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Francis Alys

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Much of Francis Alÿs’ art is the result of paradox, indirection and purposeful wandering. A Belgian, he makes his home in Mexico City, where he often roams the streets, seeking the unpredictable, the dramatic. He is instigator and leading actor in his works, heading into the public to push a block of ice around, drizzle a trail of paint or lope about carrying a gun, all metaphors in meaning-laden scenarios. An exhibition of his work can be seen at the Hammer Museum. (Jennifer Szymaszek / For The Times)
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Alÿs walks along Avenida Insurgentes in Mexico City. If this were one of his conceptual artworks, he most likely would be trailed by a videographer intent on capturing his encounter with the world. (Jennifer Szymaszek / For The Times)
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One of Alÿs’ riskier ventures involved roaming the streets of Mexico City while dangling a loaded 9-millimeter Beretta and just “waiting for something to happen,” as he puts it. Eventually, he caught the notice of the Mexican constabulary. He re-created the event for “Re-enactments,” a video made with Rafael Ortega. (Courtesy of David Zwirner, New York)
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The Mexican art critic and curator Cuauhtémoc Medina, who has collaborated with Alÿs, observes that some of the artist’s more overtly political work tends to comment on Latin America’s “general problem of the entropy of daily economic life, that is, the unimaginable effort we all make in getting nowhere.” Few of Alÿs’ projects have expressed this idea more succinctly than “Paradox of Praxis 1,” in which Alÿs spent more than nine hours pushing a large, rectangular block of ice through the streets of Mexico City’s historic center. (Courtesy of David Zwirner, New York)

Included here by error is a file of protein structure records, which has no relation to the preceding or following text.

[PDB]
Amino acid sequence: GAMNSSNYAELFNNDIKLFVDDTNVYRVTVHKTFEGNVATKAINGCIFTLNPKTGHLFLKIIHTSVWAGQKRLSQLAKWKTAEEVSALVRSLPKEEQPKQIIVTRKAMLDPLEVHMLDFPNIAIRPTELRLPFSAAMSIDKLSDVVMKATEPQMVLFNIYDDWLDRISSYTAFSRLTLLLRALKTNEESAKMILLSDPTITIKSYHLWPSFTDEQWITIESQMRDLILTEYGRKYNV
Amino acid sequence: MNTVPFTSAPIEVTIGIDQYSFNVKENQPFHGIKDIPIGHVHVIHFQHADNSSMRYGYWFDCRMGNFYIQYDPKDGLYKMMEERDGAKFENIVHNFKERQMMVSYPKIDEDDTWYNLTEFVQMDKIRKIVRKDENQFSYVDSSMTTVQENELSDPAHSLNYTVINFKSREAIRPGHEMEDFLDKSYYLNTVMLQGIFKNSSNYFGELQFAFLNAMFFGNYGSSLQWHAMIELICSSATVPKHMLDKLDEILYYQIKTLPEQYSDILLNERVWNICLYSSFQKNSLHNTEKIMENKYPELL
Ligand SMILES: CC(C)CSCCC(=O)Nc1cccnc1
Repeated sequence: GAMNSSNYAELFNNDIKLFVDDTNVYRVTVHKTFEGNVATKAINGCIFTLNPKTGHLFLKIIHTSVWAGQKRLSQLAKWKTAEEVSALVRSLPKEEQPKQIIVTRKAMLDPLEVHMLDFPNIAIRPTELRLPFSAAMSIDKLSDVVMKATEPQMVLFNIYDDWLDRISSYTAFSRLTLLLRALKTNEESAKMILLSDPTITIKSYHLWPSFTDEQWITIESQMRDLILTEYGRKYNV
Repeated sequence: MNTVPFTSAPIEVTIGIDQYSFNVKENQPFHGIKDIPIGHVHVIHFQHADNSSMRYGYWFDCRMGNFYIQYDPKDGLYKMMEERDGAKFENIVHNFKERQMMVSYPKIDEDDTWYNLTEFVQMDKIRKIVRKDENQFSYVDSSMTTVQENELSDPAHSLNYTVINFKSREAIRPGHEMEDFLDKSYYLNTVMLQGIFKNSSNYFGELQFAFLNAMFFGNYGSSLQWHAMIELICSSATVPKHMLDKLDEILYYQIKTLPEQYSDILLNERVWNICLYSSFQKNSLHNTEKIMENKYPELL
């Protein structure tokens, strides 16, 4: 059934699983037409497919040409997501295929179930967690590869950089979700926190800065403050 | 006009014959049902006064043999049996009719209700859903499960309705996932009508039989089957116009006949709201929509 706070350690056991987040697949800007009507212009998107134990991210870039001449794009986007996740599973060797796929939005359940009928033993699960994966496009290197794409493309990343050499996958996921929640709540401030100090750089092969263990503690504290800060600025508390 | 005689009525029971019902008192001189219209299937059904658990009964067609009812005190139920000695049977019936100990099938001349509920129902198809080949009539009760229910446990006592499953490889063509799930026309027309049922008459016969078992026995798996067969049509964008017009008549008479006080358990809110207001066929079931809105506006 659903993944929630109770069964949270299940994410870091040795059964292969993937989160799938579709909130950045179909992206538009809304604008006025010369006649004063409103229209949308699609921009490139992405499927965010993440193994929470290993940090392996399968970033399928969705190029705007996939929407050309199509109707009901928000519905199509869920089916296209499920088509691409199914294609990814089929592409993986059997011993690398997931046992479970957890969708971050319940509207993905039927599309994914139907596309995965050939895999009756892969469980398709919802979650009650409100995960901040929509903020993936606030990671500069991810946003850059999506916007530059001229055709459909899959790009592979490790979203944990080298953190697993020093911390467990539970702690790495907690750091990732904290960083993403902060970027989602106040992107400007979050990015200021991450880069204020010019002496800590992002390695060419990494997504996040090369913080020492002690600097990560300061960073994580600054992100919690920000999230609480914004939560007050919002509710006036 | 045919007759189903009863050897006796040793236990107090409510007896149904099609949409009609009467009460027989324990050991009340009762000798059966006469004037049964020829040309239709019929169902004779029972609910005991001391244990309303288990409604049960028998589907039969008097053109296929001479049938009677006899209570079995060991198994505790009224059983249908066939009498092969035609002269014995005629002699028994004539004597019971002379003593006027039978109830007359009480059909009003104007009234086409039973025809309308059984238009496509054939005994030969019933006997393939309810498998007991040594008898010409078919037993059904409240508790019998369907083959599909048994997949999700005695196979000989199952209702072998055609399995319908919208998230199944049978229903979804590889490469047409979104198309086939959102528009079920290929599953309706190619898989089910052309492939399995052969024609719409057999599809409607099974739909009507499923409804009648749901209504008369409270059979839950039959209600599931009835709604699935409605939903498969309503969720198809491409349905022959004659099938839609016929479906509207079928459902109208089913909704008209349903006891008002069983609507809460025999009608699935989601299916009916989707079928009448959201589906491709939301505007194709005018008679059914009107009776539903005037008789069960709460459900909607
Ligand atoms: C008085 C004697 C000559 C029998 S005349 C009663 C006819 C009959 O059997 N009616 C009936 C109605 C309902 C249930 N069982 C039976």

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The ice, of course, gradually melted as Alÿs pushed it along. The work’s secondary title, “Sometimes Making Something Leads to Nothing,” is telling. The event lives on in the video recorded by Rafael Ortega. (Courtesy of David Zwirner, New York)
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By nightfall, the block of ice had been reduced to a dinky frozen chip, kicked along by the artist in his trademark Converse high-tops. (Courtesy of David Zwirner, New York)
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One of Alÿs’ most publicized and representative projects took place five years ago in Peru, as part of the Lima Biennale. With Cuauhtémoc Medina and a small team of collaborators, the artist recruited 500 shovel-wielding volunteers to collectively attempt to shift the top of a sand dune by 4 inches. The resulting piece, “When Faith Moves Mountains,” functioned as a subtle symbol of how ordinary Peruvians, their country divided by years of guerrilla-backed civil war and brutal government reprisals, could unite around a common purpose, however ultimately inconsequential. (Courtesy of David Zwirner, New York)
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The shoveling volunteers advance up the sand dune, their efforts recorded as part of the video “When Faith Moves Mountains,” created with Cuauhtémoc Medina and Rafael Ortega. The Hammer exhibition of Alÿs’ work continues through Feb. 10, 2008. (Courtesy of David Zwirner, New York)
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